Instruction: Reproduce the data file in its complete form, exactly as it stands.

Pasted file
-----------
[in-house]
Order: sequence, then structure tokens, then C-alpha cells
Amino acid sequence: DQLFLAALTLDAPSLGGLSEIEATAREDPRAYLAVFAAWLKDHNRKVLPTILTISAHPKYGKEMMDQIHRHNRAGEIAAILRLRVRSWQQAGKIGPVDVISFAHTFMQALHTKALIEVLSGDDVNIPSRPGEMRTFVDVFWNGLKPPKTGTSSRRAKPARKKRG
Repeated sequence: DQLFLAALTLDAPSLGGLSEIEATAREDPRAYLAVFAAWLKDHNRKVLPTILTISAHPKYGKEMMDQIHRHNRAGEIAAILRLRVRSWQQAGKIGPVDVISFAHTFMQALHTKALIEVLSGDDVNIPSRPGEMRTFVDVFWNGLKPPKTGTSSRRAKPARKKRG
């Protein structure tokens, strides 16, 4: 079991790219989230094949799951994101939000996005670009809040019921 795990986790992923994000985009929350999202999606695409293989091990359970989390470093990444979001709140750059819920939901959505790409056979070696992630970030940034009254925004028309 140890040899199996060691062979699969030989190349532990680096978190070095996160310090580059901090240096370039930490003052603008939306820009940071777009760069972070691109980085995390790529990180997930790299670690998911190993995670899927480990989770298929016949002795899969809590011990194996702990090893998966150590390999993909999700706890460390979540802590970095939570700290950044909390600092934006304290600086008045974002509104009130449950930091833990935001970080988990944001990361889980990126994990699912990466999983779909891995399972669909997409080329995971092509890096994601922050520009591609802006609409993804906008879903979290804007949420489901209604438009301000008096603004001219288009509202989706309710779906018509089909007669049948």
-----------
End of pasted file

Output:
[in-house]
Order: sequence, then structure tokens, then C-alpha cells
Amino acid sequence: DQLFLAALTLDAPSLGGLSEIEATAREDPRAYLAVFAAWLKDHNRKVLPTILTISAHPKYGKEMMDQIHRHNRAGEIAAILRLRVRSWQQAGKIGPVDVISFAHTFMQALHTKALIEVLSGDDVNIPSRPGEMRTFVDVFWNGLKPPKTGTSSRRAKPARKKRG
Repeated sequence: DQLFLAALTLDAPSLGGLSEIEATAREDPRAYLAVFAAWLKDHNRKVLPTILTISAHPKYGKEMMDQIHRHNRAGEIAAILRLRVRSWQQAGKIGPVDVISFAHTFMQALHTKALIEVLSGDDVNIPSRPGEMRTFVDVFWNGLKPPKTGTSSRRAKPARKKRG
């Protein structure tokens, strides 16, 4: 079991790219989230094949799951994101939000996005670009809040019921 795990986790992923994000985009929350999202999606695409293989091990359970989390470093990444979001709140750059819920939901959505790409056979070696992630970030940034009254925004028309 140890040899199996060691062979699969030989190349532990680096978190070095996160310090580059901090240096370039930490003052603008939306820009940071777009760069972070691109980085995390790529990180997930790299670690998911190993995670899927480990989770298929016949002795899969809590011990194996702990090893998966150590390999993909999700706890460390979540802590970095939570700290950044909390600092934006304290600086008045974002509104009130449950930091833990935001970080988990944001990361889980990126994990699912990466999983779909891995399972669909997409080329995971092509890096994601922050520009591609802006609409993804906008879903979290804007949420489901209604438009301000008096603004001219288009509202989706309710779906018509089909007669049948």